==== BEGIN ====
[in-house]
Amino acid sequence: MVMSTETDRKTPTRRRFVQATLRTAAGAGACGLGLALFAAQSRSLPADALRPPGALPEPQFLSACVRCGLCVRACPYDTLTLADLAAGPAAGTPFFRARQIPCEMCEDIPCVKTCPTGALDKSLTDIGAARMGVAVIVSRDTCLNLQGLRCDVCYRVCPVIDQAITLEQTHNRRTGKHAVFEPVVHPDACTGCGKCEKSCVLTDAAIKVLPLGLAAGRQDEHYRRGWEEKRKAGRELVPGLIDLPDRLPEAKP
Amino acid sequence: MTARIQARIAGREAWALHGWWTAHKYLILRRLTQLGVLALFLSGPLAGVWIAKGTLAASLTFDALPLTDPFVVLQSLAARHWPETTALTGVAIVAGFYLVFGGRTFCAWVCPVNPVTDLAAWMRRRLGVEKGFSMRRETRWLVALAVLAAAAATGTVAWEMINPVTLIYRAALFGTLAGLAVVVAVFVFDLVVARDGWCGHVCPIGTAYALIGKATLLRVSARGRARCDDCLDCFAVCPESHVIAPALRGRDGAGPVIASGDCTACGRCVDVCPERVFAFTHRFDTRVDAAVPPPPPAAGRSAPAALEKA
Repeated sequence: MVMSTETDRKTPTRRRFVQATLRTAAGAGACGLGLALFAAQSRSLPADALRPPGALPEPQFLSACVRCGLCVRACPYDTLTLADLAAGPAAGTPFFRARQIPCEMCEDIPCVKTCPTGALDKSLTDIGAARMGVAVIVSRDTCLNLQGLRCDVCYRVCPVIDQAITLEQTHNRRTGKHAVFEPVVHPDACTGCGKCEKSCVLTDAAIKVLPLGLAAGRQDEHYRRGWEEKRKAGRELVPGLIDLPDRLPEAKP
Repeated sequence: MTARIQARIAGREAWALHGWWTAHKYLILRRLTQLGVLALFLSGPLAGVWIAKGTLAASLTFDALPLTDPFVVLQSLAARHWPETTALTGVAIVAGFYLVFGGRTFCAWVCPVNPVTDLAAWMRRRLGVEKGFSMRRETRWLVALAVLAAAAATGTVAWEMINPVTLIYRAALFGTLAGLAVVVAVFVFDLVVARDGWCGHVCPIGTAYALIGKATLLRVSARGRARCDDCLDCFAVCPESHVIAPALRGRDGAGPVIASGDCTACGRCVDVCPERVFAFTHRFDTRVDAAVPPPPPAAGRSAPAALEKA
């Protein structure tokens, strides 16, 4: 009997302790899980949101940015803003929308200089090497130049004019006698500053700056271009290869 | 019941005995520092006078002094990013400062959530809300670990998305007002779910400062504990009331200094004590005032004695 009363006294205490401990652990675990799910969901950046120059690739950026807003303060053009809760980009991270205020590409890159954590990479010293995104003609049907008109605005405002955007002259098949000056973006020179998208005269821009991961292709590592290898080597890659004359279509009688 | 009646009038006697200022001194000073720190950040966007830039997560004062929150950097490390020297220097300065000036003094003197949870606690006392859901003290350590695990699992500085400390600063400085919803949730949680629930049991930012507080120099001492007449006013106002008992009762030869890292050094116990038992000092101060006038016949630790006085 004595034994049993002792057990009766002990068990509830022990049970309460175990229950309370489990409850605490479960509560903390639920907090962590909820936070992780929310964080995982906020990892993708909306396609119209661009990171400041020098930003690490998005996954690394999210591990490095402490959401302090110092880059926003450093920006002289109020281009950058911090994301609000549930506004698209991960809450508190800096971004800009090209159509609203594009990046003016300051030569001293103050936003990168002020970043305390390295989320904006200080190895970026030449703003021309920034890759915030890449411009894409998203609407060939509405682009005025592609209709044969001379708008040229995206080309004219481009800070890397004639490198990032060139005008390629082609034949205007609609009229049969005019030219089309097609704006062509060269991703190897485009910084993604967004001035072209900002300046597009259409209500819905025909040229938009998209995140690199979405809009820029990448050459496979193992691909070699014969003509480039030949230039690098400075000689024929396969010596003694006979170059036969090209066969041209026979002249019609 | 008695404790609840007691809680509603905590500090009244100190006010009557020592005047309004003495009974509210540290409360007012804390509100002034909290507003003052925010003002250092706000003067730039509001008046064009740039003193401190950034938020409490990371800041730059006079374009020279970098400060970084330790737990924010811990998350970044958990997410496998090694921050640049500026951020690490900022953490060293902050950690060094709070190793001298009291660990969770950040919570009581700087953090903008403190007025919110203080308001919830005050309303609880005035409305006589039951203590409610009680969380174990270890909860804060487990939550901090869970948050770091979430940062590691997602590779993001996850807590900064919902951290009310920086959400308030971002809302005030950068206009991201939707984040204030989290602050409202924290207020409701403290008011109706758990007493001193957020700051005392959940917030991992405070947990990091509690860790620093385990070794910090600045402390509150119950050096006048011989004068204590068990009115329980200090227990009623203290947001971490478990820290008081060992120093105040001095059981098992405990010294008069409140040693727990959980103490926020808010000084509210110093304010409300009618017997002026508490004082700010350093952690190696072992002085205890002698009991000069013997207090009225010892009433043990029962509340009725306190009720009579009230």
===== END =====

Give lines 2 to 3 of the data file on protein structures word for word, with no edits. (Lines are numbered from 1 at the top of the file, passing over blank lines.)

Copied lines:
Amino acid sequence: MVMSTETDRKTPTRRRFVQATLRTAAGAGACGLGLALFAAQSRSLPADALRPPGALPEPQFLSACVRCGLCVRACPYDTLTLADLAAGPAAGTPFFRARQIPCEMCEDIPCVKTCPTGALDKSLTDIGAARMGVAVIVSRDTCLNLQGLRCDVCYRVCPVIDQAITLEQTHNRRTGKHAVFEPVVHPDACTGCGKCEKSCVLTDAAIKVLPLGLAAGRQDEHYRRGWEEKRKAGRELVPGLIDLPDRLPEAKP
Amino acid sequence: MTARIQARIAGREAWALHGWWTAHKYLILRRLTQLGVLALFLSGPLAGVWIAKGTLAASLTFDALPLTDPFVVLQSLAARHWPETTALTGVAIVAGFYLVFGGRTFCAWVCPVNPVTDLAAWMRRRLGVEKGFSMRRETRWLVALAVLAAAAATGTVAWEMINPVTLIYRAALFGTLAGLAVVVAVFVFDLVVARDGWCGHVCPIGTAYALIGKATLLRVSARGRARCDDCLDCFAVCPESHVIAPALRGRDGAGPVIASGDCTACGRCVDVCPERVFAFTHRFDTRVDAAVPPPPPAAGRSAPAALEKA